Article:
I heard that FGW were looking to get a derogation that removed their requirement to run 3 "stoppers" south of Salisbury (which will be generously served by SWT from December 2007.) The rolling stock released would then be used to provide extra services on the Melksham / Trans Wilts corridor , without requiring extra financial support. I take it that this suggestion was wide of the mark?

Regarding bidding for the December trains paths , does this mean the longer you leave it , the less likely you are to get them?

I heard that First had purchased outright a number of Pacer DMUs for use on FGW. This would appear to be false?

Your comments on the Bristol City Council frequency focus are interesting. Do FGW think that the suggested 40 min frequency service to Avonmouth can be provided resource - wise , and are the paths available to accomodate it on the main line into Bristol Temple Meads?

Many thanks again for your help.

Anonymous said...

Thanks for answering my questions. It is good to see that the notice of platforms at paddington issue is something that FGW is aware of. When I am a commuter it doesn't bother me too much but a fortnight ago I as travelling by train from Stansted Airport to Bath with my Wife, holiday luggage and baby in a pushchair. It was Sunday and I had deliberately booked tickets giving myself plenty of time to get through baggage reclaim at the airport and strugle with the steps on the tube and to give some allowance for possible delays at the airport or with the trains. As a consequence we arrived at Paddington almost 3 hours before the train on which we had valid tickets was due to leave. Not a problem - I brought some milk at Sainsburyes and settled down at the Mad Bear and Bishop with a pint. It was all very relaxing until our train was due to leave. We only got 6 minutes warning of the paltform number and we were further delayed at the gates because of the size of our tickets and the fact that we had a pushchair (and because of lots of rude passengers pushing a shoving). We only just made it on the train in time and I ended up having to sit appart from my wife and son until we got to Reading (we couldn't use our reserved seats because we wanted to travel in the family carraiage because it has more room for pushchairs and baby was asleep (when you book your tickets you ought to be able to specify seats in the family carriage - you can on Eurostar)

I appreciate your comment that Train Managers may not always get a chance to check tickets on a train and that there may be various reasons for this. I suspect that one further reason that you don't mention for having gates at stations is that FGW prefers to deal with stroppy pasengers and fare dodgers at a station where there is back up from colleagues (and, when violence is involved, from the Police and Ambulance service) than on a train where the TM is very much alone. Also it must be easier to stop someone from boarding a train than it is to throw someone off a train or to force someone to pay a fine or penalty fare.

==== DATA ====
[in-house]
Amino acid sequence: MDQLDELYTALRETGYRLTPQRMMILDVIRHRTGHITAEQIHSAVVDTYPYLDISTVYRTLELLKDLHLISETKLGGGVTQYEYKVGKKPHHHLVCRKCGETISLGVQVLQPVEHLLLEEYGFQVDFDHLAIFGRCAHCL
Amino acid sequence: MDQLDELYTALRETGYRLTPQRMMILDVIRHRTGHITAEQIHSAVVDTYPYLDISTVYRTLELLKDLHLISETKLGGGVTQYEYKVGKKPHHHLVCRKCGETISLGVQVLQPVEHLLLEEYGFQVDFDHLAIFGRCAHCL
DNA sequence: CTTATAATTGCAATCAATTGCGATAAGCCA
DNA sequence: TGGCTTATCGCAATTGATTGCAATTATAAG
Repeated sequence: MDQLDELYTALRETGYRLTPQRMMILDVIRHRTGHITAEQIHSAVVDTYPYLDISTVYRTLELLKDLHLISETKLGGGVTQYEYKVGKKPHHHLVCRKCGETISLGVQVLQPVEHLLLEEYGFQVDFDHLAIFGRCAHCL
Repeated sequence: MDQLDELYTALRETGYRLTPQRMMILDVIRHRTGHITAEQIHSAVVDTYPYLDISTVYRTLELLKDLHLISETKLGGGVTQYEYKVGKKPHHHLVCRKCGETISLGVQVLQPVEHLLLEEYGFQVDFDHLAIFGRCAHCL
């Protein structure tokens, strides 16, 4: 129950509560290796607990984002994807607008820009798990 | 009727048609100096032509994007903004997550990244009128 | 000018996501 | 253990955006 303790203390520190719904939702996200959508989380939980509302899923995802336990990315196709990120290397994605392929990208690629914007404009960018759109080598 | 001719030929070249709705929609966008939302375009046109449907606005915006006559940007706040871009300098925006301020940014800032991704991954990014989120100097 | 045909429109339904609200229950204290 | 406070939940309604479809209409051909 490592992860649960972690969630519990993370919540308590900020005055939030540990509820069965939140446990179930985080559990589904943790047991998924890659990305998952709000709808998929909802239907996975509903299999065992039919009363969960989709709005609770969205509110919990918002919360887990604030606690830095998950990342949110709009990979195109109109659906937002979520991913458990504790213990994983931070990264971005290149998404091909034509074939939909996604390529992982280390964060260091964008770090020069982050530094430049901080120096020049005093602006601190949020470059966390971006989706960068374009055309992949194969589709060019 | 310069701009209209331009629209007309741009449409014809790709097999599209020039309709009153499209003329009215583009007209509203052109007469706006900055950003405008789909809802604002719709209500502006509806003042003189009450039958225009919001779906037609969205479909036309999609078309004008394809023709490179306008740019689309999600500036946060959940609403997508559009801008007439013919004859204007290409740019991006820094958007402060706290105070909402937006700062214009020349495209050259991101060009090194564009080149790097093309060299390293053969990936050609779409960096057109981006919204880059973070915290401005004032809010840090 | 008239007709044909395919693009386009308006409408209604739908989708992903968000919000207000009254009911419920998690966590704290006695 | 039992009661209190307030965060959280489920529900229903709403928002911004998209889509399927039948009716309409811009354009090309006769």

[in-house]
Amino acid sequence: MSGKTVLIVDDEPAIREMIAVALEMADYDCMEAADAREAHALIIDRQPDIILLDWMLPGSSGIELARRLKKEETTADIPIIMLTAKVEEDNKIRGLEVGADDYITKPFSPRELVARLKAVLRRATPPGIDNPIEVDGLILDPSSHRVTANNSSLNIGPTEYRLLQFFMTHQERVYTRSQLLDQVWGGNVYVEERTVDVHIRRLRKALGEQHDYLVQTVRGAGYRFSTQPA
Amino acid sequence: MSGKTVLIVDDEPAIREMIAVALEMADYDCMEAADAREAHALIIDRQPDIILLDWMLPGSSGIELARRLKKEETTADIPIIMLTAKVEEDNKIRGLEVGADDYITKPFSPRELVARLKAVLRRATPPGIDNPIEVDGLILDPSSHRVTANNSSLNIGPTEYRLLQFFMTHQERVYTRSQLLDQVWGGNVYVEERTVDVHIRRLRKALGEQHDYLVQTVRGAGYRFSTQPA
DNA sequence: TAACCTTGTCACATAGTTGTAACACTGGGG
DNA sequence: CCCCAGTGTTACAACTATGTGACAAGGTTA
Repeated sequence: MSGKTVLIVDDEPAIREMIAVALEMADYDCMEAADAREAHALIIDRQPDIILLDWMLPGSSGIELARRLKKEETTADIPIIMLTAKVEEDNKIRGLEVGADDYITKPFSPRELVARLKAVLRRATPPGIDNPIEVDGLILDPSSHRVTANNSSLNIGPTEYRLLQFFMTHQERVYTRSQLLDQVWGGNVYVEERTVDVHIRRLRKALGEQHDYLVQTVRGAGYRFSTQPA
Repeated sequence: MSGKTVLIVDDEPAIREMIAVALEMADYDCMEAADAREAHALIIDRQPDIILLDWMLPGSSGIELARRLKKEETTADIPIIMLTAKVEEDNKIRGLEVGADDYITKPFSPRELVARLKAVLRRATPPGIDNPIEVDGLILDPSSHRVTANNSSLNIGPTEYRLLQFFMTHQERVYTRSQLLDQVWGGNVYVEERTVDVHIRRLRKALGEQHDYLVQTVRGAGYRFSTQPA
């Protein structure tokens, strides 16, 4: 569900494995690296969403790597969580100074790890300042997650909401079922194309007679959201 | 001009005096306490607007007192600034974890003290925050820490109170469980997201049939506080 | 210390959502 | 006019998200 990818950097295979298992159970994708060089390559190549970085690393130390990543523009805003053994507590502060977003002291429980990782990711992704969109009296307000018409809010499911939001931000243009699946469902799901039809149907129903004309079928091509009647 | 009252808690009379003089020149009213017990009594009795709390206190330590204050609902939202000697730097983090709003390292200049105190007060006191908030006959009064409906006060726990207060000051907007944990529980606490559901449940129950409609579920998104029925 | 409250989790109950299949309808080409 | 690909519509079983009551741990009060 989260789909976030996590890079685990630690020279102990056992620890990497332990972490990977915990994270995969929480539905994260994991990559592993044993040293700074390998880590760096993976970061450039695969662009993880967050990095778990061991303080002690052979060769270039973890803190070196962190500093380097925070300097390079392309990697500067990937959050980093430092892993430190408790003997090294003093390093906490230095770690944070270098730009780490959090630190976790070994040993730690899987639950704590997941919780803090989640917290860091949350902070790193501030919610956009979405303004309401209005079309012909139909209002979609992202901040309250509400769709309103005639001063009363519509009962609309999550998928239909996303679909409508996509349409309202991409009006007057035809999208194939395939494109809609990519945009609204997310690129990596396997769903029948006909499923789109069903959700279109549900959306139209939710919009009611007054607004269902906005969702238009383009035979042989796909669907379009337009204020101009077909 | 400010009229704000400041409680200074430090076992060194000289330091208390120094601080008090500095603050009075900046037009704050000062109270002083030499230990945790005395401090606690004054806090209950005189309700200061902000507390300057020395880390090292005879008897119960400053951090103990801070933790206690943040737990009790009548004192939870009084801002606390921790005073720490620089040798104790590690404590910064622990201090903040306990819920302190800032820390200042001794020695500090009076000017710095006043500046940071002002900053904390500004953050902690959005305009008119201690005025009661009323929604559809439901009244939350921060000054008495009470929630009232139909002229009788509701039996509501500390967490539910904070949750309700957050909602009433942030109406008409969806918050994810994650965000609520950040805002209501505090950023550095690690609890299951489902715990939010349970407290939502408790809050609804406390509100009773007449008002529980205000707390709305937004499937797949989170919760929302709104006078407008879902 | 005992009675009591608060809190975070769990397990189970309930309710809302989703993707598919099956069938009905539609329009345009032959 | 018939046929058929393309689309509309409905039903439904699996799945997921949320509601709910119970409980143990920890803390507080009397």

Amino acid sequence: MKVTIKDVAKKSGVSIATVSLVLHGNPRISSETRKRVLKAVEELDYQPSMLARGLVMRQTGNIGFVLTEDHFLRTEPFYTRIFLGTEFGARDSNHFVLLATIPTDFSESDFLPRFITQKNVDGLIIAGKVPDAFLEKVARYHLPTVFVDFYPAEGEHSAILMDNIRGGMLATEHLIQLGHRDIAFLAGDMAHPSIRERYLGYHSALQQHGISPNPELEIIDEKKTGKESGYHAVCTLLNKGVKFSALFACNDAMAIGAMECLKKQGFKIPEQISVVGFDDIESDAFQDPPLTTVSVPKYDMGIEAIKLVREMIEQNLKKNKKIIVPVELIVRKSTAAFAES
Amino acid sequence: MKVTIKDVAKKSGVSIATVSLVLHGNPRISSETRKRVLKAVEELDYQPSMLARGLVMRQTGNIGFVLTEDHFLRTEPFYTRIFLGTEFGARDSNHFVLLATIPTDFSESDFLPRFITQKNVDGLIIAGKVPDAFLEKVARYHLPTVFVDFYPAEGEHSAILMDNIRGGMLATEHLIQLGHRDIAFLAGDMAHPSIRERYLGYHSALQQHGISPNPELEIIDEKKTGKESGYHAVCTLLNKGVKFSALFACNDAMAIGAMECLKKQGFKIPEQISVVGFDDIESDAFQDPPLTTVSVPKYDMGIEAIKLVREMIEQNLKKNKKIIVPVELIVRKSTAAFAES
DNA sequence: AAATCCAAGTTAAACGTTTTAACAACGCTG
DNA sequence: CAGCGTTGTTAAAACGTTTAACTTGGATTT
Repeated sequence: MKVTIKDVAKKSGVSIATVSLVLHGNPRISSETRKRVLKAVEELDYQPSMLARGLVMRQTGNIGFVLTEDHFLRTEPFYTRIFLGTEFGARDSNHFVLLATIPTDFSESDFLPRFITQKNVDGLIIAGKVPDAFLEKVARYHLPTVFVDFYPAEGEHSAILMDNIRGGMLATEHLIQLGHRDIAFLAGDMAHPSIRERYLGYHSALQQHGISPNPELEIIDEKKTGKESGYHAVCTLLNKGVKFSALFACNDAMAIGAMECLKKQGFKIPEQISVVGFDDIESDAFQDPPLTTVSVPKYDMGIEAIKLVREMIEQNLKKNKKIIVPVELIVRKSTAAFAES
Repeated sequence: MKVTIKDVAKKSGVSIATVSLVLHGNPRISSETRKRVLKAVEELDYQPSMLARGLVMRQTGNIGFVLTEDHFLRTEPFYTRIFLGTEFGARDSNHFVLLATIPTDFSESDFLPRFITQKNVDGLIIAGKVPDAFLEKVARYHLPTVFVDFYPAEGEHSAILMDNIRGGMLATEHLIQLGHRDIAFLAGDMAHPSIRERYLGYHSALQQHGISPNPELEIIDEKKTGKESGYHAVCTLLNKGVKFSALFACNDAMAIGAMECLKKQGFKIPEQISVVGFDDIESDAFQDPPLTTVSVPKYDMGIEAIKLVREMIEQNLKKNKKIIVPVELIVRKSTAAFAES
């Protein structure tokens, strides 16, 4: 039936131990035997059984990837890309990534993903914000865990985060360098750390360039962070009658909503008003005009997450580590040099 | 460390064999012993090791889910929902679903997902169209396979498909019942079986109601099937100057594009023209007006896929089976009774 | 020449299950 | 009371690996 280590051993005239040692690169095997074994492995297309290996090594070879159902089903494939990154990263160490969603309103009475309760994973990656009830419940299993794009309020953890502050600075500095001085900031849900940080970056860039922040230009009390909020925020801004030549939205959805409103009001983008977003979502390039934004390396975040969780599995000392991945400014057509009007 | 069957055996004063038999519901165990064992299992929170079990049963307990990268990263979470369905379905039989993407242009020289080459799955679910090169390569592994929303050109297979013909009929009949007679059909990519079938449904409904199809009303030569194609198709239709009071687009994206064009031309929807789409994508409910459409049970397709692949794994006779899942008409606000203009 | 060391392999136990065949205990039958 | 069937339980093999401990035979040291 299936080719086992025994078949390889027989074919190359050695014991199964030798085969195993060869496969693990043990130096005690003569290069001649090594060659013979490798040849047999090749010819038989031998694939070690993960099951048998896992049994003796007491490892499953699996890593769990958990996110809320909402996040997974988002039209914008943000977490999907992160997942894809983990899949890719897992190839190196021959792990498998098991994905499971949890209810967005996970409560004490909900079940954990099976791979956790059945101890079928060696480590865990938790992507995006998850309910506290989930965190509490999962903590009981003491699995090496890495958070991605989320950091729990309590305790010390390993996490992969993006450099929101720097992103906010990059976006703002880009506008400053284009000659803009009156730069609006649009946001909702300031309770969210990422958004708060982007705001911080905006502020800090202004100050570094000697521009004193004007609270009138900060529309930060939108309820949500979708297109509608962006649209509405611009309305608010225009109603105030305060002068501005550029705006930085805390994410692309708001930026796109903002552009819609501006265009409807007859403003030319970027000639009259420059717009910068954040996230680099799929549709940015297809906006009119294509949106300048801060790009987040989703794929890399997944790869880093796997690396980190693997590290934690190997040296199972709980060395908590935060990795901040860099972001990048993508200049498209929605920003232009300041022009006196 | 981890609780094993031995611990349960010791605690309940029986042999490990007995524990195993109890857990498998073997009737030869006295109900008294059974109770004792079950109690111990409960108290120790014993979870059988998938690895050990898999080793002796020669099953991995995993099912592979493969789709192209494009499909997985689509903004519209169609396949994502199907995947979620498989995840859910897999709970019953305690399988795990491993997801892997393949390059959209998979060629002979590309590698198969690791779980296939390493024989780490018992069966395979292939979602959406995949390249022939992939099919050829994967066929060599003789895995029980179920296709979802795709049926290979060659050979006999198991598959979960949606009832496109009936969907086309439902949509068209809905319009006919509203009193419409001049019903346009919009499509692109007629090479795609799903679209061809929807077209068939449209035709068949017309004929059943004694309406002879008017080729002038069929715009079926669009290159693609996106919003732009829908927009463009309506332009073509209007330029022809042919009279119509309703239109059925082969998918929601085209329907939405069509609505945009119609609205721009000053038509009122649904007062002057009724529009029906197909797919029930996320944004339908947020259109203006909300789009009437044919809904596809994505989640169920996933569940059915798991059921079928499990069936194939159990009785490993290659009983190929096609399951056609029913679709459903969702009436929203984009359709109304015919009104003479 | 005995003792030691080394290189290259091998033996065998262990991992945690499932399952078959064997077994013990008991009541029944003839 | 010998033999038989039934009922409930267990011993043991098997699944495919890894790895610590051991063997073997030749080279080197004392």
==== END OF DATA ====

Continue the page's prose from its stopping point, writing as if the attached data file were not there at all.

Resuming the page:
I do however think that station barriers could be used more intelligently than at present to retain the deterent to fare dodgers and reduce the inconvience to passengers. On the Bath to London morning commuter trains for example, it you have exit barriers at Paddington, Reading, Chippenham and Swindon and good on board checks the chances are that everyone's ticket will get checked anyway so entry barriers at Bath, Bristol and Chippenham would appear to be unnecessary.

You should be aiming to get everyone's ticket checked about once. At the moment you get checked at least three times if you travel in the peaks but can get away without being checked if you travel in the evening (when trains are less busy and checks would be easier)

On the retention of tickets being carried out to prevent reuse on a second journey I assume you are refering to open returns where both portions are valid for a month. This kind of fradulent use would be elimitated if you made the outward leg valid for one day only (or if you did what the French do and made it compulsary to stamp the date on your ticket before boarding the train). I realise that FGW doen't have the power to make that kind of change but I am sure that it would be acceptable to customers and cost-neutral to FGW if it was accompanied by a 5% cut in the tciket price (which would be paid for by the drop in fraud)

Since my first comment I have been told that the large format tickets where introduced by BR in connection with the channel tunnel. They are the same size as the tickets used in Europe and were meant to facilitate through ticketing to European desinations that never happened. Automatic gates were less common under BR and are fairly rare in Europe for intercity journeys so noone thought that they would be a problem at the time. Large tickets are less likely to work in automatic gartes because they are more likely to get bent (although they are used at airports as baording passes without too much problem) so when the privitised TOCS started gating stations they installed machines similar to those used on the tube and by network southeast becaus ethey were relatively reliable and cheap and tried and tested. The problem may disappear if we are to move to smart card (oyster card like) ticketing


Insider said...

Not a problem. The Sunday service does require investment but it is now somehting that First are in a position to deal with internally, rather than last year, when they weren't. It hs also been projected that in the current environment, returns will outweigh the initial expenditure. This was not the case last year.